Back to top anchor

Regular GivingMembership

Project type:
Conservation project
Branches involved:
Regions involved:
North Island
South Island

Pelorus catchment area, or Te Hoiere, is home to one of the last remaining populations of long tailed bats in the Top of the South.

The Ronga River at Pelorus Bridge

The Ronga River at Pelorus Bridge. Native long-tailed bats can sometimes been seen flying along its banks. Credit: Kimberley Collins Creative Commons

A small population of long-tailed bats roost in the large forest around the bridge and campsite. On warm summer evenings, bats can sometimes be seen in the twilight, circling high in the forest canopy or flying along the river.

Later at night, they can often be glimpsed foraging for moths above the street lights.

Before humans settled in New Zealand about 700 years ago, three bat species were widespread and abundant. Now bats are rarely seen.

Long-tailed bat

The long-tailed bat (pekapeka) is one of two bat species found in New Zealand. They are our only native land mammals. Credit: Colin O'Donnell

One species (the greater short-tailed bat) is already extinct and without intervention, the other two species (short-tailed and long-tailed bats) will probably be extinct on the mainland within 50 years.

The catastrophic and ongoing decline in New Zealand’s bats is a result of the mammalian predators (rats, stoats and cats) that arrived with humans, as well as habitat loss as land was cleared for farming and other uses.

New Zealand’s largest bat species, the greater short-tailed bat, died out on the mainland soon after Pacific rats arrived with Maori settlers. The other two bat species were still common during the early 19th century, but have since almost disappeared under the onslaught of mammalian predators and habitat loss that arrived with European settlers.

Trapping tunnels at Forest & Bird's Te Hoiere Bat Recovery Project.

Trapping tunnels at Forest & Bird's Te Hoiere Bat Recovery Project. Credit: Kimberley Collins Creative Commons

Since 2010, Forest and Bird Nelson Tasman have been engaged in protecting the bat population at the Pelorus Bridge Scenic Reserve, initially through a volunteer trapping program.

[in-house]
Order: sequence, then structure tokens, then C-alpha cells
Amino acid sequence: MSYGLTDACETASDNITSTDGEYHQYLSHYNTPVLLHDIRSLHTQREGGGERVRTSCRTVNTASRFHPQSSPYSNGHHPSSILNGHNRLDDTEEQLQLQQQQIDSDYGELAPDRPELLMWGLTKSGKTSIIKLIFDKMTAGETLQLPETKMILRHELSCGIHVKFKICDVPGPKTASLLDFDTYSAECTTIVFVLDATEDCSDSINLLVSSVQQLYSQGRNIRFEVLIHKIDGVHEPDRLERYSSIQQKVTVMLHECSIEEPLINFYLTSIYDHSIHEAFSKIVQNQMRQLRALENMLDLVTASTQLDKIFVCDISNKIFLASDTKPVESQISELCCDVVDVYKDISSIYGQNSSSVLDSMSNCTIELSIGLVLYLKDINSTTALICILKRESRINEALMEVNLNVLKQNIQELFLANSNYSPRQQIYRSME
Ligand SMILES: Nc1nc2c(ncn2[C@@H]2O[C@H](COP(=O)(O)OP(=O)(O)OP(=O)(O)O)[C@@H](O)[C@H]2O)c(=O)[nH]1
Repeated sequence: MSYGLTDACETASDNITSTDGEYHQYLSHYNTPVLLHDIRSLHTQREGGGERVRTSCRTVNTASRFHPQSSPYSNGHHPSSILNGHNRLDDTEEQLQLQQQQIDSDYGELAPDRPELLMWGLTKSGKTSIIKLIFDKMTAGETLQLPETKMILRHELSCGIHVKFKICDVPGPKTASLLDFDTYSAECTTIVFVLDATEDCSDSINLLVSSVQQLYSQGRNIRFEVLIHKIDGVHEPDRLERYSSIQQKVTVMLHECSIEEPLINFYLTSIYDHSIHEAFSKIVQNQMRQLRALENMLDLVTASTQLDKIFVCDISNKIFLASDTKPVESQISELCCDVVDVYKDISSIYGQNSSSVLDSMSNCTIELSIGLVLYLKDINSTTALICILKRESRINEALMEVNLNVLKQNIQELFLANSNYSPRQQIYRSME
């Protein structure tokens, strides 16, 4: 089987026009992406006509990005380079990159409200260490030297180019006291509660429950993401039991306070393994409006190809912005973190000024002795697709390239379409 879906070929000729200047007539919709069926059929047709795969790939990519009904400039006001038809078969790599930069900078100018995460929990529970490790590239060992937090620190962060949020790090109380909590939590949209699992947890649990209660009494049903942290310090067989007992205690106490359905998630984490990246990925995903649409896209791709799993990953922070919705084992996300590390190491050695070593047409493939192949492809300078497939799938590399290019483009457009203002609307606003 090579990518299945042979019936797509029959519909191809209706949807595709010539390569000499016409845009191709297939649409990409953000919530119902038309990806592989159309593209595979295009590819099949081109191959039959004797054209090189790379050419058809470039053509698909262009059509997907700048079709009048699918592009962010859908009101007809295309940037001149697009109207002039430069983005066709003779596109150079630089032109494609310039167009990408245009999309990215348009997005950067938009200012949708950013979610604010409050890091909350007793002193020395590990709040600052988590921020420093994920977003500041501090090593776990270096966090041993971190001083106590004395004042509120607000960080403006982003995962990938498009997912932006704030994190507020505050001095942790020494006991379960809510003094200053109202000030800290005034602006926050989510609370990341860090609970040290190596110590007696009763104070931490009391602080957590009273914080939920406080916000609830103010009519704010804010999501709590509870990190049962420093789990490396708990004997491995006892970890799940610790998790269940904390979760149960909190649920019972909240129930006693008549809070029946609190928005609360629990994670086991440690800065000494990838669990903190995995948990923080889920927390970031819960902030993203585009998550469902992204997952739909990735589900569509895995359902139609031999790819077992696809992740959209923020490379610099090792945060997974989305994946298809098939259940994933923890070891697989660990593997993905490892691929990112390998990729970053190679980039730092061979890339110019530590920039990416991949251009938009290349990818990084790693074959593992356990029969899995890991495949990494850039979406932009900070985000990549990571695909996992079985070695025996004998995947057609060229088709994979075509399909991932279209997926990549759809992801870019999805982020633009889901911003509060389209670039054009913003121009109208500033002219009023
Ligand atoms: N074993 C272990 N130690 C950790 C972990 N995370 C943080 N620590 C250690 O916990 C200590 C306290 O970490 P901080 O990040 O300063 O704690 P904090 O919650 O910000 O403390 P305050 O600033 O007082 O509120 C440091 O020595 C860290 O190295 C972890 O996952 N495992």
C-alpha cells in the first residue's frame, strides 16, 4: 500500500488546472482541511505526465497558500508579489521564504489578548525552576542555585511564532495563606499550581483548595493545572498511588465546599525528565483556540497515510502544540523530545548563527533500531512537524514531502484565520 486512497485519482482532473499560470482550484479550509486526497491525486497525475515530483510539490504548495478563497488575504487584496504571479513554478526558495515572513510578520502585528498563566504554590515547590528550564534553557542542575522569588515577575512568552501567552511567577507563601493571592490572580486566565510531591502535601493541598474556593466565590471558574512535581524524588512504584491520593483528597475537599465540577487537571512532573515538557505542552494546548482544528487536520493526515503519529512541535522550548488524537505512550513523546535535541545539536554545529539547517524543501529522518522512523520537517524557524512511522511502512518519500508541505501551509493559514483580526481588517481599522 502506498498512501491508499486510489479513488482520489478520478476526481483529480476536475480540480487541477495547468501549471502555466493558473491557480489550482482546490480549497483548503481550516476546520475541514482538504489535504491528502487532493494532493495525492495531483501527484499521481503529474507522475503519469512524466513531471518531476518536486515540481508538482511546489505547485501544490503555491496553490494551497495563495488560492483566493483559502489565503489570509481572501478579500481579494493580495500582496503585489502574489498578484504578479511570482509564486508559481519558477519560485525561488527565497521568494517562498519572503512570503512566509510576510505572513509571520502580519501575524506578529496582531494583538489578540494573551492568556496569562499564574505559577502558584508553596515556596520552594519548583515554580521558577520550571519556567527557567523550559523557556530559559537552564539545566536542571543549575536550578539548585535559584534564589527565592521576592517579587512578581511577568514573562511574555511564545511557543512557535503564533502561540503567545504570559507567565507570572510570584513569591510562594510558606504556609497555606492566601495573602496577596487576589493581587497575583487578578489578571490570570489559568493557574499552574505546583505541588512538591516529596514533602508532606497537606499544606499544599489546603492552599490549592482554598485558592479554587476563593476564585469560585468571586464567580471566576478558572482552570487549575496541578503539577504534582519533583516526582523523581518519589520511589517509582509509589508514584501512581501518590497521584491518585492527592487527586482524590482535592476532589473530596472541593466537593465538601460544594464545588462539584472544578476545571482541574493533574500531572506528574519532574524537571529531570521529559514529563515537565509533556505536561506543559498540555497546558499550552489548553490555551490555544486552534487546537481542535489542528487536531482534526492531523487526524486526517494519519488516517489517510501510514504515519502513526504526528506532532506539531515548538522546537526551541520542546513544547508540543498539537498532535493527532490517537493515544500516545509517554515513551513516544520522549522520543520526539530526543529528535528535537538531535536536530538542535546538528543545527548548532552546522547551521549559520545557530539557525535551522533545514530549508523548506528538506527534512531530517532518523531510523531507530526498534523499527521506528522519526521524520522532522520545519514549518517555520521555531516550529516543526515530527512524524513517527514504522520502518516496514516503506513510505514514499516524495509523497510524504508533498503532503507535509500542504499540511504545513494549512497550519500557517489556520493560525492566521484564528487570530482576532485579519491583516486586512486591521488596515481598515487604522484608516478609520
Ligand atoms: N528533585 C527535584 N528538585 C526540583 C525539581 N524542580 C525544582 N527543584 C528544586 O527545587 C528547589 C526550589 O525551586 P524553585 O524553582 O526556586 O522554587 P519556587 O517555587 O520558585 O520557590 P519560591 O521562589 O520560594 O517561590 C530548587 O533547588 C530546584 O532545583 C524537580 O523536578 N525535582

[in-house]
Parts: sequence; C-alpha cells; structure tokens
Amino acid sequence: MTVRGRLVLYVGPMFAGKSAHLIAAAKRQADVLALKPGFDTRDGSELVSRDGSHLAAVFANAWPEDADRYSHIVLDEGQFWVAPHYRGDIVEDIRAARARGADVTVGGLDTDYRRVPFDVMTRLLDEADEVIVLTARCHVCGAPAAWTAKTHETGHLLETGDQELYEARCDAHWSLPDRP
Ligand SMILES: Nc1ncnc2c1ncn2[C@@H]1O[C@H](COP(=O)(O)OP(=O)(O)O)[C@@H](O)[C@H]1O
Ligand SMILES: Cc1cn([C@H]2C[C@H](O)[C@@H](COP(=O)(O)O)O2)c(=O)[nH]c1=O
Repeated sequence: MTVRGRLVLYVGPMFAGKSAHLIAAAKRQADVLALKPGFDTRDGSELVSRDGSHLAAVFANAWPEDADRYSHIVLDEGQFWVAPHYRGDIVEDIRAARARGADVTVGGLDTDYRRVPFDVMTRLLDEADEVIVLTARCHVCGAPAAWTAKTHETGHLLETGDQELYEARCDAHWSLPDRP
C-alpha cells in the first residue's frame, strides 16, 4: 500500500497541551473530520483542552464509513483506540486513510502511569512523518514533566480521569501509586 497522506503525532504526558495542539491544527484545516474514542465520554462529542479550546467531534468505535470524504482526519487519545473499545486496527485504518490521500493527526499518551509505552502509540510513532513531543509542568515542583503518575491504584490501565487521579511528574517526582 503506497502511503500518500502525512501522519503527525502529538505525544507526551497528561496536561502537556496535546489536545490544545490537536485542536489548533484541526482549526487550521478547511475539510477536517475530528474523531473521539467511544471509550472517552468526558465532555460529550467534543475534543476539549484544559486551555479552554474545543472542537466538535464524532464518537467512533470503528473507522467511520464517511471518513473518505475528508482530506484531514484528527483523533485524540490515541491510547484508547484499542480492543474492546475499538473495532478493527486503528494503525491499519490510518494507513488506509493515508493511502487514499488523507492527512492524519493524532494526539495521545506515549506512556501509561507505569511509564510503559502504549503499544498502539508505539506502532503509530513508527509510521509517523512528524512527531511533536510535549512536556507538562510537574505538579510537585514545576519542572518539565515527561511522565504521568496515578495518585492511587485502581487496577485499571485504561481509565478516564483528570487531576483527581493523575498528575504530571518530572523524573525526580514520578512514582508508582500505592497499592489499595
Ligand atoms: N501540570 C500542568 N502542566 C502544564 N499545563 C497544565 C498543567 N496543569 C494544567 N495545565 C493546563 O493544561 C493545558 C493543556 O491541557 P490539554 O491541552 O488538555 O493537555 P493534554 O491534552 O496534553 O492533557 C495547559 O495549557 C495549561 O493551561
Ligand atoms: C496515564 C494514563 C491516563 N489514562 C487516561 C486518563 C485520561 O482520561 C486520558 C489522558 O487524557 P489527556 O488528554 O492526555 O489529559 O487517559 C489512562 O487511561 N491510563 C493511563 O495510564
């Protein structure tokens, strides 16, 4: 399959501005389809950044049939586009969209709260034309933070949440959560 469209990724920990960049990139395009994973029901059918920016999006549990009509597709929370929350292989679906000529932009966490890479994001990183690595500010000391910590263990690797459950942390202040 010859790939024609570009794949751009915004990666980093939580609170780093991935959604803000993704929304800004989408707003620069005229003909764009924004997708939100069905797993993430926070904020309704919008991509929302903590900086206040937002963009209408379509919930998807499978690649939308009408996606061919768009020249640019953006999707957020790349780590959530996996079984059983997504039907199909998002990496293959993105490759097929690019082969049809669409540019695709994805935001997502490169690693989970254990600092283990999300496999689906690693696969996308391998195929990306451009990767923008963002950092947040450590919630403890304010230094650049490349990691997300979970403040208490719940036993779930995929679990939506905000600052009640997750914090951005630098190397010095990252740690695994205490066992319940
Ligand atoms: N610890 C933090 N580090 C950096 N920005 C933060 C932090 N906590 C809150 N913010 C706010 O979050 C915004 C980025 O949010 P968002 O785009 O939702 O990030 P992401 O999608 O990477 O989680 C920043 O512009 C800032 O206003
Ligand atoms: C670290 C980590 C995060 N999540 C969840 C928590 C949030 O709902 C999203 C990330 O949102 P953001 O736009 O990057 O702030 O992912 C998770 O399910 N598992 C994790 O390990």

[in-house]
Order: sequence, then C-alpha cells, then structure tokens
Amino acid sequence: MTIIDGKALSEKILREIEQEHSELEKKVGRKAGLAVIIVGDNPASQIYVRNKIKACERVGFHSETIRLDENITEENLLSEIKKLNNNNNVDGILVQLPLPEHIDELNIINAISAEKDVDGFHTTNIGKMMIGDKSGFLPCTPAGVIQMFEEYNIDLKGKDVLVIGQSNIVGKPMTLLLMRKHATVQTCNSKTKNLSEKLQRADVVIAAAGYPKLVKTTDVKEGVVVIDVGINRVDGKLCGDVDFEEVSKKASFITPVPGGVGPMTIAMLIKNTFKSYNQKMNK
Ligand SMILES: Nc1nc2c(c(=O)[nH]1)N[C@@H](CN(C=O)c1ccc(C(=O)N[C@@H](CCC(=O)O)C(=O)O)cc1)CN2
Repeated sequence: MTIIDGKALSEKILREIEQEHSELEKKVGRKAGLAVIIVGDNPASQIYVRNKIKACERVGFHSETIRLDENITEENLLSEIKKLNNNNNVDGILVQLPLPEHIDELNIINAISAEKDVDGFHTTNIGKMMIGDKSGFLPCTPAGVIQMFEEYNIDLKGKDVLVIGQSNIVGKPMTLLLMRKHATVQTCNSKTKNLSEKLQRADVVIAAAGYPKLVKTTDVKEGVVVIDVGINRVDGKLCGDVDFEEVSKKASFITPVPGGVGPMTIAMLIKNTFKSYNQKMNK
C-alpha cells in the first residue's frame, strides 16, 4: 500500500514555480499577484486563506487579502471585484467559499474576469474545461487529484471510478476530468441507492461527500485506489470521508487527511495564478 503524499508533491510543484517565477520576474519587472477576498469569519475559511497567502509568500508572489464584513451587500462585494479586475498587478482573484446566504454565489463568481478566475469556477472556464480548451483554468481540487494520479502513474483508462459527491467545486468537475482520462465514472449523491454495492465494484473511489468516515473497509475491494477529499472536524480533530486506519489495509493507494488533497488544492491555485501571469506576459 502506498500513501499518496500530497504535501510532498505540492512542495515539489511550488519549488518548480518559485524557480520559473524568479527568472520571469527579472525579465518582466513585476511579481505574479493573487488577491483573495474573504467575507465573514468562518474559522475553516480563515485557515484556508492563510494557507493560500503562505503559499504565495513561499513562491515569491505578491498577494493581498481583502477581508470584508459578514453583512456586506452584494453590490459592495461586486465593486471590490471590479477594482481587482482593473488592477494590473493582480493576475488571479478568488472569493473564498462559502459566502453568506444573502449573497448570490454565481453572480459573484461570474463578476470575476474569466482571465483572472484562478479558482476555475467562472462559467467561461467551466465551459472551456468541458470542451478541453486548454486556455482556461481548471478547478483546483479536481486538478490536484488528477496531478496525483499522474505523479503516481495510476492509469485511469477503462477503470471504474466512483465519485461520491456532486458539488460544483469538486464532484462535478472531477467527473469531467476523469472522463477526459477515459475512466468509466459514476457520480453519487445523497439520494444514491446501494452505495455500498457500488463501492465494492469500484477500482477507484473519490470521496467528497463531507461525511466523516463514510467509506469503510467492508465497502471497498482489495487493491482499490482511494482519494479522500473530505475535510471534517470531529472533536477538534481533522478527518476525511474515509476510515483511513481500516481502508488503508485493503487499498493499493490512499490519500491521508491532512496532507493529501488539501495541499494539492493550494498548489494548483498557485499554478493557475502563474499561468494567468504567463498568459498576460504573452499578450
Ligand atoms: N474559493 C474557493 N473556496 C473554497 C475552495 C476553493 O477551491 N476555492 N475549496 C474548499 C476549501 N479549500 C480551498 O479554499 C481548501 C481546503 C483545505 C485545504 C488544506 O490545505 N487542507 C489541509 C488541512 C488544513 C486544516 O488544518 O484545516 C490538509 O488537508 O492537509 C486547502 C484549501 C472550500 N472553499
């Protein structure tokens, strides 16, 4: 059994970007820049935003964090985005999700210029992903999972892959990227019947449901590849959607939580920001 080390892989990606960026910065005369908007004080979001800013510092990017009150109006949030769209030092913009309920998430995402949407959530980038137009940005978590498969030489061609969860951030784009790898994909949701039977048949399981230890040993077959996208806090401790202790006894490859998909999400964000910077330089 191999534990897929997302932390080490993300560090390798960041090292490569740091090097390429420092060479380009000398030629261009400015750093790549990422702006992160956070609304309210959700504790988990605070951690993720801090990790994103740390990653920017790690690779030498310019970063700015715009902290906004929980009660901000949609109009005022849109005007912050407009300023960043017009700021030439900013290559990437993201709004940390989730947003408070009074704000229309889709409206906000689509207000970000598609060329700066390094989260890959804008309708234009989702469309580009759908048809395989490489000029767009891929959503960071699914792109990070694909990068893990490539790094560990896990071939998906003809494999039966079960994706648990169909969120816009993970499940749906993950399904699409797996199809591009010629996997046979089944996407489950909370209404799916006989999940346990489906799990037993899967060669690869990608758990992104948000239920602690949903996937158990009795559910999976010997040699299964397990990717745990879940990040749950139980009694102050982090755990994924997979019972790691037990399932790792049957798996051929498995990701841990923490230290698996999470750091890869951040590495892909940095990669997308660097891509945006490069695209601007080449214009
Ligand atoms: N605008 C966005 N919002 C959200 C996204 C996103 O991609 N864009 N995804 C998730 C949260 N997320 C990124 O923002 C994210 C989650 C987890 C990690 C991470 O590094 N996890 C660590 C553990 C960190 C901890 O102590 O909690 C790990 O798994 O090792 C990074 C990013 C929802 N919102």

In 2021, Forest and Bird received funding from Jobs For Nature and the Marlborough District Council Working for Nature/Mahi mō te Taiao grant scheme following the discovery of bat roosting sites in Pelorus Bridge and Rai Valley. Thanks to this funding, Forest and Bird launched the Te Hoiere Bat Recovery project aimed at restoring natural bat habitats. This work included the expansion of predator control trapping lines, noxious weed control, native tree planting, and seasonal bat monitoring.

The project is also supported by Transpower, The NZ Lottery Grants Board, and the Department of Conservation.

What can you do

Follow the project on Facebook or Instagram to see the latest news.

You can also get involved through regular volunteering or our annual Ronga Reserve planting days. The planting days are usually around August and are advertised through our social media pages or contact us for details.

Bioblitz: For their Environmental Sustainability class, the 2023's Marlborough Girls' College's Environmental Sustainability class began a bioblitz on iNaturalist. One 8 August 2023, they completed an introductory bioblitz at Te Hoiere along the Elvey’s waterfall track, documenting many species of flora, some birds, and one insect. They decided leave it running and open to new members with the aim that there will be a well established identification guide to Pelorus by 2030. Find out more and add to the bioblitz here: Pelorus Legacy Bioblitz (ESU 2023) · iNaturalist.

Project or Reserve contact

Dr Daria Erastova

Last updated:

Nature needs your support

Supporting Forest & Bird is one of the best things you can do for New Zealand's environment. We need people like you to support us, so that nature will always have a voice.